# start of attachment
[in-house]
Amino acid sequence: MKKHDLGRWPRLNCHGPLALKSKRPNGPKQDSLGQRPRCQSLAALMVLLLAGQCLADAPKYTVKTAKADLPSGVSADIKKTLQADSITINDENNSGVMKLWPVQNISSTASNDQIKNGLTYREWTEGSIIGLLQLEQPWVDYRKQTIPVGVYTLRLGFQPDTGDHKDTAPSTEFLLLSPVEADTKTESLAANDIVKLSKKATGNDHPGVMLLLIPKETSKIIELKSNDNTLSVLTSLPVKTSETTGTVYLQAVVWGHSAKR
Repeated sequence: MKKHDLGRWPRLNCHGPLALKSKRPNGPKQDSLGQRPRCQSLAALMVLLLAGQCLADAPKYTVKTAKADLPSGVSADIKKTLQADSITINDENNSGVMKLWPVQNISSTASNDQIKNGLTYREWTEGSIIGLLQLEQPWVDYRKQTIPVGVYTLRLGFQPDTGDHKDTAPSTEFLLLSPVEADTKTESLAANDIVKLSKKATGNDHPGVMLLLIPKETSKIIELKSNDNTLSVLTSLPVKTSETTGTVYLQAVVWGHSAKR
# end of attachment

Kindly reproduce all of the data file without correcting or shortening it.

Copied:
[in-house]
Amino acid sequence: MKKHDLGRWPRLNCHGPLALKSKRPNGPKQDSLGQRPRCQSLAALMVLLLAGQCLADAPKYTVKTAKADLPSGVSADIKKTLQADSITINDENNSGVMKLWPVQNISSTASNDQIKNGLTYREWTEGSIIGLLQLEQPWVDYRKQTIPVGVYTLRLGFQPDTGDHKDTAPSTEFLLLSPVEADTKTESLAANDIVKLSKKATGNDHPGVMLLLIPKETSKIIELKSNDNTLSVLTSLPVKTSETTGTVYLQAVVWGHSAKR
Repeated sequence: MKKHDLGRWPRLNCHGPLALKSKRPNGPKQDSLGQRPRCQSLAALMVLLLAGQCLADAPKYTVKTAKADLPSGVSADIKKTLQADSITINDENNSGVMKLWPVQNISSTASNDQIKNGLTYREWTEGSIIGLLQLEQPWVDYRKQTIPVGVYTLRLGFQPDTGDHKDTAPSTEFLLLSPVEADTKTESLAANDIVKLSKKATGNDHPGVMLLLIPKETSKIIELKSNDNTLSVLTSLPVKTSETTGTVYLQAVVWGHSAKR